An audit of city facilities in Thunder Bay shows $5 million in improvements are needed to make them more accessible for people with disabilities.
According to the accessibility study — which looks at things like whether there's enough lighting for people who have a hard time seeing, and if alarms have flashing lights to alert those who can't hear them — the Canada Games complex is just one of 18 buildings that need work.
'Designing for accessibility ... provides full inclusion of people with disability. '—Jesse Klimitz, Quadrangle Architects
A spokesperson for the city's Accessibility Advisory Committee said she feels there should be more signs that can be read by touch.
"One of my personal issues is the lack of tactile signing, and there are just some many places where there is no tactile signage and I don't know why," said Tessa Soderberg, who is visually impaired.
Another place where Soderbeg said signs are needed is City Hall.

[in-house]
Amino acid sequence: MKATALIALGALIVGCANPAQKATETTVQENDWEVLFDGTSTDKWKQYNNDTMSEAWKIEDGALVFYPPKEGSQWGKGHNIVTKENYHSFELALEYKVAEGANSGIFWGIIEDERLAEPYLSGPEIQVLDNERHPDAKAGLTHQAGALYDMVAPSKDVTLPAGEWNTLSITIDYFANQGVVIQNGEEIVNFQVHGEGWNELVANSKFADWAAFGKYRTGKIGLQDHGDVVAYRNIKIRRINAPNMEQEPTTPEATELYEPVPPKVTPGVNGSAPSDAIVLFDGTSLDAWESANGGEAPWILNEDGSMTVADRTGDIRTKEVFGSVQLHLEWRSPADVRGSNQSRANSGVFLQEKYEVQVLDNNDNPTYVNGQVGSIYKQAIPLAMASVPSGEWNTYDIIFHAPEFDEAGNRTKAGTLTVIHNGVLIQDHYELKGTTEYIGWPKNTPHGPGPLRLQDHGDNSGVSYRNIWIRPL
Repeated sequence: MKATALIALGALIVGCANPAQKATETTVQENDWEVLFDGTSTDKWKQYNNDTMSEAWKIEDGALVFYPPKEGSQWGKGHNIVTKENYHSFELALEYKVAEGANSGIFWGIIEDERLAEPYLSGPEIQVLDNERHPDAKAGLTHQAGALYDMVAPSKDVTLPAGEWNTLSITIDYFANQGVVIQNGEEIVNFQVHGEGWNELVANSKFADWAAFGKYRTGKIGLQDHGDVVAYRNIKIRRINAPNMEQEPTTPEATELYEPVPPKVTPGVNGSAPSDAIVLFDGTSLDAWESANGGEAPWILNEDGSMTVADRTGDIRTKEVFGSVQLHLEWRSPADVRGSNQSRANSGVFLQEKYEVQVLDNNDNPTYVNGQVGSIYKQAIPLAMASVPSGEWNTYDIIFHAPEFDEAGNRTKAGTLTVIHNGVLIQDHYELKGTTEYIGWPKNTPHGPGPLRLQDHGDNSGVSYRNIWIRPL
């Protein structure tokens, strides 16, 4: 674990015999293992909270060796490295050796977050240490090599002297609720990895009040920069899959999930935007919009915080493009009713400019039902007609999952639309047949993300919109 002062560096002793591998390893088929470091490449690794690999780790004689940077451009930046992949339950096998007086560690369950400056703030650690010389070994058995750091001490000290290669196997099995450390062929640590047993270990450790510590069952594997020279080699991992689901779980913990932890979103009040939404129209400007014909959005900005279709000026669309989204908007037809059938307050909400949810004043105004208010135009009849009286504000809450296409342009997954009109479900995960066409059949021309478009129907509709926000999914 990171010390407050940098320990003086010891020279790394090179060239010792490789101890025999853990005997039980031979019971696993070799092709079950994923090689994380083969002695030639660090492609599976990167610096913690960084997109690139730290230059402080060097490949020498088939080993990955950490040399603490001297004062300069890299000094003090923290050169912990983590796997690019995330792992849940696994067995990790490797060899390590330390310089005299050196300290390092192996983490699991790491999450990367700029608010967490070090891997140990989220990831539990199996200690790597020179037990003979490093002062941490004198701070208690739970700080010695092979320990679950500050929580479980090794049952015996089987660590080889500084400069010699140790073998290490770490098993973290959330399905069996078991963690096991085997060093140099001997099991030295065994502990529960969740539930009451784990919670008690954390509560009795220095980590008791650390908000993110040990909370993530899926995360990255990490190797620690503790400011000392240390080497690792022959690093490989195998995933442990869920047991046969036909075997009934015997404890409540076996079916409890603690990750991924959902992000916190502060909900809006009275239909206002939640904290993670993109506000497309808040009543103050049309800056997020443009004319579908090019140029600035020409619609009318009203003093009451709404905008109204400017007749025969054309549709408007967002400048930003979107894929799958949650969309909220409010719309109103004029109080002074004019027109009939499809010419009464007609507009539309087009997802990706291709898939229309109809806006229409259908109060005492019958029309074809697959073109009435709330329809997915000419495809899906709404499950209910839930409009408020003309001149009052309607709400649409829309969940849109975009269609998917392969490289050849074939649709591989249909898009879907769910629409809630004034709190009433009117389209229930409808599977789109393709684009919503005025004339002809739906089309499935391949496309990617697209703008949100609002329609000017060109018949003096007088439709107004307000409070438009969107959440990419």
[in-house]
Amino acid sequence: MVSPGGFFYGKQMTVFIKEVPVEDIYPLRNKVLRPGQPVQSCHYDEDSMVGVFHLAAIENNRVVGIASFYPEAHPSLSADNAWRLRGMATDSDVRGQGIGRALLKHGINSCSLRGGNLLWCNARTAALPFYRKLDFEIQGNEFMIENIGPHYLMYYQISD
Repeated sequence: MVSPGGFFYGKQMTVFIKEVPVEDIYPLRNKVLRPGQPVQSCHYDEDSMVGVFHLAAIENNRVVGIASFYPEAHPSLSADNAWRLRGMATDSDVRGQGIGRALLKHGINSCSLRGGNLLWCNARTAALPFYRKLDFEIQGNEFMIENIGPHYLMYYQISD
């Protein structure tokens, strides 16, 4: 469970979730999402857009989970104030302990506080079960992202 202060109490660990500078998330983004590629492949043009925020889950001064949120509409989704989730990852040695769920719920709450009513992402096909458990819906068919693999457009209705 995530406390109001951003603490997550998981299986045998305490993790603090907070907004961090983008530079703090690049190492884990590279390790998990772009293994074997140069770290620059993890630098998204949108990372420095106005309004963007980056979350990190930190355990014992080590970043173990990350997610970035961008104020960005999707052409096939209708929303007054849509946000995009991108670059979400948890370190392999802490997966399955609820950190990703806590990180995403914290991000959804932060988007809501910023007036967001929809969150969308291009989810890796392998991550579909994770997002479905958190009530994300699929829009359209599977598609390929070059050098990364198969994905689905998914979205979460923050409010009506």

As the population ages, accessible design of city buildings is increasingly important, said Jesse Klimitz, Accessibility Specialist with Quadrangle Architects, which prepared the report in conjunction with the March of Dimes.
"Designing for accessibility is important because it provides full inclusion of people with disability and full inclusion of those in society who may be often overlooked," he said.
"There's statistics showing how quick the population is growing and how this will have immense impacts on the places on the places people work, people play, and where people live," Klimitz added.
The audit used draft standards related to the Accessibility for Ontarians with Disabilities Act.
Soderberg said the goal of the act is to have Ontario fully accessible by 2025. She said the city is making a serious attempt to accommodate as many people as possible. But Soderberg added "There's instances where things are done incorrectly...[like] door openers that are too close to the door so that the person who pushes it gets hit by the door when it's opening."
Thunder Bay city council votes on a new accessibility plan at its next meeting.